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Plans sent back to the drawing board

Developers of the proposed Brookfield subdivision were told Monday to reduce the size of a drainage pond and move it south before their plans would be considered.

At the conclusion of a two-hour public hearing on the 85-lot development planned on Ward Road, Supervisor Timothy E. Demler said the Town Board would not look at the proposal until the changes were made.

The 1.78-acre pond, which is part of the drainage system for the 65-acre subdivision, is too big and too close to the adjacent residential properties on Brent Drive. As planned, it would attract too many unwanted geese and could pose a safety threat to nearby children, opponents said.

The pond is actually a new version of what was proposed at the Oct. 16 hearing. At that previous meeting, developers were asked to redraw the plans to remove an access road.

Tim Arlington of Apex Consulting, Survey & Engineering Services said the resulting pond is about 35 percent bigger than the original because it needs to take on drainage from properties planned for the north side of the development as well as some existing homes on Brent Drive. To comply with the concerns voiced at the first meeting, the pond was moved 10 feet south, and a 6-foot-tall fence was suggested.

Without the second road, a larger pond is needed, Arlington explained.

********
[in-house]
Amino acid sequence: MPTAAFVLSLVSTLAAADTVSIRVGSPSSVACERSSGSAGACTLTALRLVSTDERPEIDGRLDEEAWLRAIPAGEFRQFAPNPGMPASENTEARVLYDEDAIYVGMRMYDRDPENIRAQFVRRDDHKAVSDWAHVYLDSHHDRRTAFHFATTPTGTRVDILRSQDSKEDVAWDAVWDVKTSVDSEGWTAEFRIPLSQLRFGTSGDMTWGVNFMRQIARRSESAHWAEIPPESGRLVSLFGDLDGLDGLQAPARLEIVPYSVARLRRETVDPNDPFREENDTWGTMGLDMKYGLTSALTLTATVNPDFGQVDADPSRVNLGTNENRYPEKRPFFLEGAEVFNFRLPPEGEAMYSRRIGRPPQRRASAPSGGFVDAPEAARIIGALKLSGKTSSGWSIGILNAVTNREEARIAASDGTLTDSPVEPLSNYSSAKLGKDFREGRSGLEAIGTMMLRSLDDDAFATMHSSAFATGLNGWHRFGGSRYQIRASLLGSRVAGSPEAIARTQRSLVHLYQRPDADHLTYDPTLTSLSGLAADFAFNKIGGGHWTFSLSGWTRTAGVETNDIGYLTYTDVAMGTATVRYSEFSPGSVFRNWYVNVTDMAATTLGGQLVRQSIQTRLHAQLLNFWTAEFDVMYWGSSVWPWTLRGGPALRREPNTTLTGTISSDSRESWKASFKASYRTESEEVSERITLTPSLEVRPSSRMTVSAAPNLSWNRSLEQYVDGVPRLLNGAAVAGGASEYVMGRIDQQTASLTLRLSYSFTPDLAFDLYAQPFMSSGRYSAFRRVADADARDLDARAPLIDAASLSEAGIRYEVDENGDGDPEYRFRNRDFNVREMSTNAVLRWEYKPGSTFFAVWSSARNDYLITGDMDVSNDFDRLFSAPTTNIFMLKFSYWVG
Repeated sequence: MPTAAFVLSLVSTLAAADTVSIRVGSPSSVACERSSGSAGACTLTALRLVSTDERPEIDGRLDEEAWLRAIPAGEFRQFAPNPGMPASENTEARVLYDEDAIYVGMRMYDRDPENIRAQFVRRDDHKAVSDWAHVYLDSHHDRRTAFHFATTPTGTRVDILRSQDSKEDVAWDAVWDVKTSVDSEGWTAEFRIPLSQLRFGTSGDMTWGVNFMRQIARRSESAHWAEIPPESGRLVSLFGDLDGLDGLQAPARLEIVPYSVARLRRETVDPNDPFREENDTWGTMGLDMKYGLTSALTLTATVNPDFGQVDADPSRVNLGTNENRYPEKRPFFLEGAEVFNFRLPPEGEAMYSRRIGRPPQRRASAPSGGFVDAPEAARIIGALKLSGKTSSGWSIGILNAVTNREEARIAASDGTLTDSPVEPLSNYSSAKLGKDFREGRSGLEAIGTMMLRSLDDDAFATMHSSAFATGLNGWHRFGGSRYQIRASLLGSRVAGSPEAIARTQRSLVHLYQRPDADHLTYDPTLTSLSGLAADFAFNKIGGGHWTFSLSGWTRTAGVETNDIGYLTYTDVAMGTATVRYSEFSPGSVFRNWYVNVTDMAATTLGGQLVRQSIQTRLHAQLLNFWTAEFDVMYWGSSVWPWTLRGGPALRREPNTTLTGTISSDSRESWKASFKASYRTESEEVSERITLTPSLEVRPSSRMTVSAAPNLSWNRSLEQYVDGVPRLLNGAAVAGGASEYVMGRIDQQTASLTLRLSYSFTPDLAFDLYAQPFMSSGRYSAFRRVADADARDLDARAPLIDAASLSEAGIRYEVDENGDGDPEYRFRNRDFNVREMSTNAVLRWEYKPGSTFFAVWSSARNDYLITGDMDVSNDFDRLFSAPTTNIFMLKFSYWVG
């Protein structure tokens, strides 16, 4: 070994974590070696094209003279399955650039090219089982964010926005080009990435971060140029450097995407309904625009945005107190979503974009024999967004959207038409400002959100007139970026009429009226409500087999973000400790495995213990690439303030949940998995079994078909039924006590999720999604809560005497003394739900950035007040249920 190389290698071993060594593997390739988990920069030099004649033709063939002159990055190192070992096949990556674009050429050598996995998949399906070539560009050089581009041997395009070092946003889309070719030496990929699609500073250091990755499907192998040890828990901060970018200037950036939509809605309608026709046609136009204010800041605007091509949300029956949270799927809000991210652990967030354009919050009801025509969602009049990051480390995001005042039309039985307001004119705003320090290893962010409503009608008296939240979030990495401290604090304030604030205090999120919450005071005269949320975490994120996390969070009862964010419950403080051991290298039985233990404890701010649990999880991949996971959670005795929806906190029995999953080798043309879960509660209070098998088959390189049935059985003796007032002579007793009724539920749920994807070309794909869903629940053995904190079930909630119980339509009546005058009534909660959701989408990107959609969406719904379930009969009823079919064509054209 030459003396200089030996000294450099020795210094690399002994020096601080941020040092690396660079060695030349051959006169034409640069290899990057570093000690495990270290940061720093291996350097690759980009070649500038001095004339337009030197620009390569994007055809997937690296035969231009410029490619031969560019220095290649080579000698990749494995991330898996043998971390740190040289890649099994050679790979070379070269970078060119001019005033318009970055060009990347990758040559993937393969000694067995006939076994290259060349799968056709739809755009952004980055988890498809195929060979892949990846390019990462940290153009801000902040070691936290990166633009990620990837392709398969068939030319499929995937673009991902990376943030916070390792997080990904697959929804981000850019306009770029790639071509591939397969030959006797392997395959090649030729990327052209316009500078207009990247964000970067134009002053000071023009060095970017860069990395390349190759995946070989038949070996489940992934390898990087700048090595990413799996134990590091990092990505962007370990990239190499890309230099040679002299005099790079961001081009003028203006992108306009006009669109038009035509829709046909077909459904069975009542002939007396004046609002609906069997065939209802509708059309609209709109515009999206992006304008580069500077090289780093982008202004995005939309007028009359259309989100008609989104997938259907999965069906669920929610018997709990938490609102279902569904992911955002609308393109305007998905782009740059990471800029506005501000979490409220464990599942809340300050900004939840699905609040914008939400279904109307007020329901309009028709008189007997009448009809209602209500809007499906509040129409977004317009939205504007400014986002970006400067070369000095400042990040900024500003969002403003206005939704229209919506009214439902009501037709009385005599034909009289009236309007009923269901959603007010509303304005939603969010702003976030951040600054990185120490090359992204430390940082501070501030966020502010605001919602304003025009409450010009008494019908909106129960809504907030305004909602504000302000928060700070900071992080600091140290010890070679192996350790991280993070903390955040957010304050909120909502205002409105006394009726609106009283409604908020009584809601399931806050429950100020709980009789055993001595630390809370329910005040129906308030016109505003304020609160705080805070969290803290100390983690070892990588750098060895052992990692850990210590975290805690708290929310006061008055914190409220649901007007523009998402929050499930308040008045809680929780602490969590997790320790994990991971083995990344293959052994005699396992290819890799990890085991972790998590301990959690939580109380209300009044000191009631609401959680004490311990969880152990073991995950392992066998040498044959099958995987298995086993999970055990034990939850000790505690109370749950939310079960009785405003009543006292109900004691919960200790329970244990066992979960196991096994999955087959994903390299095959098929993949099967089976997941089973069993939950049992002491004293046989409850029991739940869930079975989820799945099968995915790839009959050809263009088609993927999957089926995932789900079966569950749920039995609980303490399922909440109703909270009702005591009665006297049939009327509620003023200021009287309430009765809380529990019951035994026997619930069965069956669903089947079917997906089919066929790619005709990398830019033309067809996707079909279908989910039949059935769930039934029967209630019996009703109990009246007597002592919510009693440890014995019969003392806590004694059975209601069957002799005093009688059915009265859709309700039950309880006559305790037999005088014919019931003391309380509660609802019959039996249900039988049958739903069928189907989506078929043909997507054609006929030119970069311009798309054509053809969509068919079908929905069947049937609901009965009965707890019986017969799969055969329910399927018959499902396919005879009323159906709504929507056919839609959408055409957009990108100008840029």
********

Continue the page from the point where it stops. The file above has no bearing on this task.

Most of the neighbors said they felt the pond could be relocated farther south on the development, away from Brent. Not only would geese be attracted to the pond but so would curious children, it was noted.

Arlington said he wasn't sure if the new demands could be met by the Nov. 13 board meeting but said he would take another look at it. He said he doubted whether existing grading plans would be enough to sufficiently carry storm water away.

Demler said he wanted the board to review the drainage water calculations before any vote was taken. Although the board may not be able to deny the plans, it could instill requirements that would meet the concerns of the surrounding area.

Two weeks ago, developers were asked to remove one of the access roads to Ward because it would create too much traffic congestion. Timothy Walck, the town's engineer from Wendel Duchscherer Architects and Engineers, said a recent state study found the development would add more problems to the existing traffic situation.


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